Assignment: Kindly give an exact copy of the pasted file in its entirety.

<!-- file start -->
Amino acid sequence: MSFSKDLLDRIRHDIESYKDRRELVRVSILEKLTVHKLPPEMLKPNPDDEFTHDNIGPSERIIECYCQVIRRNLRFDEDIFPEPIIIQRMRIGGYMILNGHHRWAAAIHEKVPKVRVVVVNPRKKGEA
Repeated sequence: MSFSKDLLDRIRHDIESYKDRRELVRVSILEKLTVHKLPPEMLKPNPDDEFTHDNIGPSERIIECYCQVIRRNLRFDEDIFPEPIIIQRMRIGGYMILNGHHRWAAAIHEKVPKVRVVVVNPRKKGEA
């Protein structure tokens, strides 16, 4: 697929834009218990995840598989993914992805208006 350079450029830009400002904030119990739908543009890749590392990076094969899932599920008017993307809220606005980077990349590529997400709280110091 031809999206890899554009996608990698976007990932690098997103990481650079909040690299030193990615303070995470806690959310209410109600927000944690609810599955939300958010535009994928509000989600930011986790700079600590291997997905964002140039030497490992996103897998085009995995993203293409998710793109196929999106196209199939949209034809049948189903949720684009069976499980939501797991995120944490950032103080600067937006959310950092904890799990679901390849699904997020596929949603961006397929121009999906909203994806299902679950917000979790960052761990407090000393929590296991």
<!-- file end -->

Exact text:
Amino acid sequence: MSFSKDLLDRIRHDIESYKDRRELVRVSILEKLTVHKLPPEMLKPNPDDEFTHDNIGPSERIIECYCQVIRRNLRFDEDIFPEPIIIQRMRIGGYMILNGHHRWAAAIHEKVPKVRVVVVNPRKKGEA
Repeated sequence: MSFSKDLLDRIRHDIESYKDRRELVRVSILEKLTVHKLPPEMLKPNPDDEFTHDNIGPSERIIECYCQVIRRNLRFDEDIFPEPIIIQRMRIGGYMILNGHHRWAAAIHEKVPKVRVVVVNPRKKGEA
């Protein structure tokens, strides 16, 4: 697929834009218990995840598989993914992805208006 350079450029830009400002904030119990739908543009890749590392990076094969899932599920008017993307809220606005980077990349590529997400709280110091 031809999206890899554009996608990698976007990932690098997103990481650079909040690299030193990615303070995470806690959310209410109600927000944690609810599955939300958010535009994928509000989600930011986790700079600590291997997905964002140039030497490992996103897998085009995995993203293409998710793109196929999106196209199939949209034809049948189903949720684009069976499980939501797991995120944490950032103080600067937006959310950092904890799990679901390849699904997020596929949603961006397929121009999906909203994806299902679950917000979790960052761990407090000393929590296991």